Africa's First Iron-Biofortified Pearl Millet Variety Aims to Combat Anemia
Courtney Meyer
July 2, 2018

For millions of women and children in Africa anemia is a significant public health concern—and diets deficient in iron are often to blame. But consuming a new variety of pearl millet called chakti—with an additional 20% of the estimated average requirement of iron—may improve their nutritional status and help them reach their physical and cognitive potential. This scientific breakthrough is thanks to plant breeders at the International Crops Research Institute for the Semi-Arid Tropics (ICRISAT) under the work of HarvestPlus.

Millet, a cereal crop, is consumed daily by millions of low-income families in Africa and Asia. This first biofortified pearl millet variety in Africa is bred to be naturally higher in iron and zinc—two micronutrients essential in diets for good health and productivity. Chakti was officially released by the government of Niger earlier this year for commercial cultivation. Using the Economic Community of West African States (ECOWAS) seed harmonization laws, which facilitate farmer access to high-quality seed varieties, this variety will subsequently be recommended for cultivation across the region.

Pearl millet is the oldest millet. Its high temperature tolerance and low water requirements make it ideally suited for dryland cultivation and climate-smart. Often the major dietary energy source in the Sahel, it is also the cheapest source of dietary iron and zinc for the region.

With support from HarvestPlus, scientists at ICRISAT used conventional plant breeding techniques to produce biofortified pearl millet with high iron and zinc content as well as high yield. “In partnership with INRAN in Niger, ISRA in Senegal, SARI in Ghana, INERA in Burkina Faso, IER in Mali, and UDUS in Nigeria, we tested the improved pearl millet across six countries,” say M. Govindaraj and P. Gangashetty, pearl millet breeders at ICRISAT. “In addition to the nutritional benefits for consumers, farmers also appreciate that chakti matures 40 days earlier and has a 30% greater yield than local varieties, as well as resistance to downy mildew disease.” While chakti already has over 65mg/kg of iron content compared to popular farmer varieties with about 47mg/kg, breeding efforts continue to make it even more nutritious.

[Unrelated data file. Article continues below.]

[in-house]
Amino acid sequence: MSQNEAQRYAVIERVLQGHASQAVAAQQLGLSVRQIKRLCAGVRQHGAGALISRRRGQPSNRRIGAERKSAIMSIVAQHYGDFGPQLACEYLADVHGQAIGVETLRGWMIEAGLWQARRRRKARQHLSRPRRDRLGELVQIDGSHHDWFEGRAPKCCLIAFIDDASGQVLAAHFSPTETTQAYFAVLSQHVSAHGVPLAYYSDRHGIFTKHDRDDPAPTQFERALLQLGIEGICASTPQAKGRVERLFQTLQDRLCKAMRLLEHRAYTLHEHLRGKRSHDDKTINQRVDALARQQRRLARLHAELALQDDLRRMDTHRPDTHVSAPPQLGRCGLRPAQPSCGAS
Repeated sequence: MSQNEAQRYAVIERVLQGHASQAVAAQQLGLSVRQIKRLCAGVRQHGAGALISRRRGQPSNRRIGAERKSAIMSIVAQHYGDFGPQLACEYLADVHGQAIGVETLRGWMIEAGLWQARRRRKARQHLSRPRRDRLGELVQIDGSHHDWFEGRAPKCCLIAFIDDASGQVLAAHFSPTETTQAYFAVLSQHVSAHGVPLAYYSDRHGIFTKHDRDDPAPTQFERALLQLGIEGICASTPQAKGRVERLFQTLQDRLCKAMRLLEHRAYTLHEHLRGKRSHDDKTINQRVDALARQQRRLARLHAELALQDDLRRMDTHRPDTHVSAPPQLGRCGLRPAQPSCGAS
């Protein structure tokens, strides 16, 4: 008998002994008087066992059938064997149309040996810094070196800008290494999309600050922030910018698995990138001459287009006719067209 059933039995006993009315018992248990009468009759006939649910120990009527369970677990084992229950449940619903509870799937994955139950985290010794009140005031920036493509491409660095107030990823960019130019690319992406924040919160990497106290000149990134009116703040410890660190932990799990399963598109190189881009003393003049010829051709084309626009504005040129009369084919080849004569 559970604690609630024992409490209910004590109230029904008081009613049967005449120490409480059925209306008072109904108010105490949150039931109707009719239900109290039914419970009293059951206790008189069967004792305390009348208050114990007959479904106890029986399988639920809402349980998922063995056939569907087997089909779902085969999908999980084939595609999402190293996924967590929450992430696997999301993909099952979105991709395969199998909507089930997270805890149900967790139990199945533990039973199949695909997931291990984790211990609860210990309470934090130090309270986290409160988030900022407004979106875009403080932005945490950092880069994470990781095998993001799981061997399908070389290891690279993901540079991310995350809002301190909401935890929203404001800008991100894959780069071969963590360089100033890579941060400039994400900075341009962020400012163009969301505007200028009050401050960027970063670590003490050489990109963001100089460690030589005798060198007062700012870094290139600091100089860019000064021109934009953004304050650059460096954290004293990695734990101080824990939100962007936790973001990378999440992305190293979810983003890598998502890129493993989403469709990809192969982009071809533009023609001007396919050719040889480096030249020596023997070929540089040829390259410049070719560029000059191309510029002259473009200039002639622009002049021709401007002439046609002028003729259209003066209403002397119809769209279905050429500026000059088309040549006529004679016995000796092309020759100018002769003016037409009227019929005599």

“We are working closely with ICRISAT and national partners to scale up biofortified iron pearl millet in Niger and other ECOWAS countries,” says Wolfgang Pfeiffer, director of research and development at HarvestPlus. “This will help improve nutrition in millions of households in sub-Saharan Africa, and most significantly, has the potential to enhance the physical and mental performance of children and women of reproductive age.”

Chakti is a sustainable, food-based solution that can reduce the burden of iron deficiency,” says Dr. Erick Boy, head of nutrition at HarvestPlus. “It has been proven that it can provide a significant amount of the iron needed daily by young children in India and non-pregnant women in Benin, resulting in profound positive impacts on livelihoods.”

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